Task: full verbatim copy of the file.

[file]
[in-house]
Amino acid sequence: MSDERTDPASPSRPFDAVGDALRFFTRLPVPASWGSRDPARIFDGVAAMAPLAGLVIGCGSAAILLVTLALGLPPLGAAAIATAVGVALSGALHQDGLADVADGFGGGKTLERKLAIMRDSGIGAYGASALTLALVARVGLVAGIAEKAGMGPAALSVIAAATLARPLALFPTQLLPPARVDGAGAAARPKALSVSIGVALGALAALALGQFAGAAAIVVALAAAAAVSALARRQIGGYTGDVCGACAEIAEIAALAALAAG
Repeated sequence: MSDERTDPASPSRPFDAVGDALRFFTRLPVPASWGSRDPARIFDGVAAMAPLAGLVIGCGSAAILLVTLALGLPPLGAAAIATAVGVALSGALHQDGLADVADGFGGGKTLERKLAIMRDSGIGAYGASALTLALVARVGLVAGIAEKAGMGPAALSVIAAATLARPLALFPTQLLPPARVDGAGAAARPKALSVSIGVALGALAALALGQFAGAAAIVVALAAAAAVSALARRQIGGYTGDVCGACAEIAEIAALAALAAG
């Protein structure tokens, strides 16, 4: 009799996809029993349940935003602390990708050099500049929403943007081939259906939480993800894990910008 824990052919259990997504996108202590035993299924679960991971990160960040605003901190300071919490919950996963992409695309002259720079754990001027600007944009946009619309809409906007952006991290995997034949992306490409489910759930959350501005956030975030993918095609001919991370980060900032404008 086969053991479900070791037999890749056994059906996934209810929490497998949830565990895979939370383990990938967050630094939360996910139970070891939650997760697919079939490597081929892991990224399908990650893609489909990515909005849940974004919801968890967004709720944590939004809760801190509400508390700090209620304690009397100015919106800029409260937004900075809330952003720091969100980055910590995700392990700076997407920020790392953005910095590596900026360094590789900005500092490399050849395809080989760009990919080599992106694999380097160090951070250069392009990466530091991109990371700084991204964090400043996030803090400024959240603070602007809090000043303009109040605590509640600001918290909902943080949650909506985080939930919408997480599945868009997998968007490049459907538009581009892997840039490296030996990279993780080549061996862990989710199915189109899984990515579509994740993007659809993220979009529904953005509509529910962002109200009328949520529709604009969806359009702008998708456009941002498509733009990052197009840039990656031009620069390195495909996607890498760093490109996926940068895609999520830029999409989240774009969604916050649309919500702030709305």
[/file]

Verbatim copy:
[in-house]
Amino acid sequence: MSDERTDPASPSRPFDAVGDALRFFTRLPVPASWGSRDPARIFDGVAAMAPLAGLVIGCGSAAILLVTLALGLPPLGAAAIATAVGVALSGALHQDGLADVADGFGGGKTLERKLAIMRDSGIGAYGASALTLALVARVGLVAGIAEKAGMGPAALSVIAAATLARPLALFPTQLLPPARVDGAGAAARPKALSVSIGVALGALAALALGQFAGAAAIVVALAAAAAVSALARRQIGGYTGDVCGACAEIAEIAALAALAAG
Repeated sequence: MSDERTDPASPSRPFDAVGDALRFFTRLPVPASWGSRDPARIFDGVAAMAPLAGLVIGCGSAAILLVTLALGLPPLGAAAIATAVGVALSGALHQDGLADVADGFGGGKTLERKLAIMRDSGIGAYGASALTLALVARVGLVAGIAEKAGMGPAALSVIAAATLARPLALFPTQLLPPARVDGAGAAARPKALSVSIGVALGALAALALGQFAGAAAIVVALAAAAAVSALARRQIGGYTGDVCGACAEIAEIAALAALAAG
């Protein structure tokens, strides 16, 4: 009799996809029993349940935003602390990708050099500049929403943007081939259906939480993800894990910008 824990052919259990997504996108202590035993299924679960991971990160960040605003901190300071919490919950996963992409695309002259720079754990001027600007944009946009619309809409906007952006991290995997034949992306490409489910759930959350501005956030975030993918095609001919991370980060900032404008 086969053991479900070791037999890749056994059906996934209810929490497998949830565990895979939370383990990938967050630094939360996910139970070891939650997760697919079939490597081929892991990224399908990650893609489909990515909005849940974004919801968890967004709720944590939004809760801190509400508390700090209620304690009397100015919106800029409260937004900075809330952003720091969100980055910590995700392990700076997407920020790392953005910095590596900026360094590789900005500092490399050849395809080989760009990919080599992106694999380097160090951070250069392009990466530091991109990371700084991204964090400043996030803090400024959240603070602007809090000043303009109040605590509640600001918290909902943080949650909506985080939930919408997480599945868009997998968007490049459907538009581009892997840039490296030996990279993780080549061996862990989710199915189109899984990515579509994740993007659809993220979009529904953005509509529910962002109200009328949520529709604009969806359009702008998708456009941002498509733009990052197009840039990656031009620069390195495909996607890498760093490109996926940068895609999520830029999409989240774009969604916050649309919500702030709305």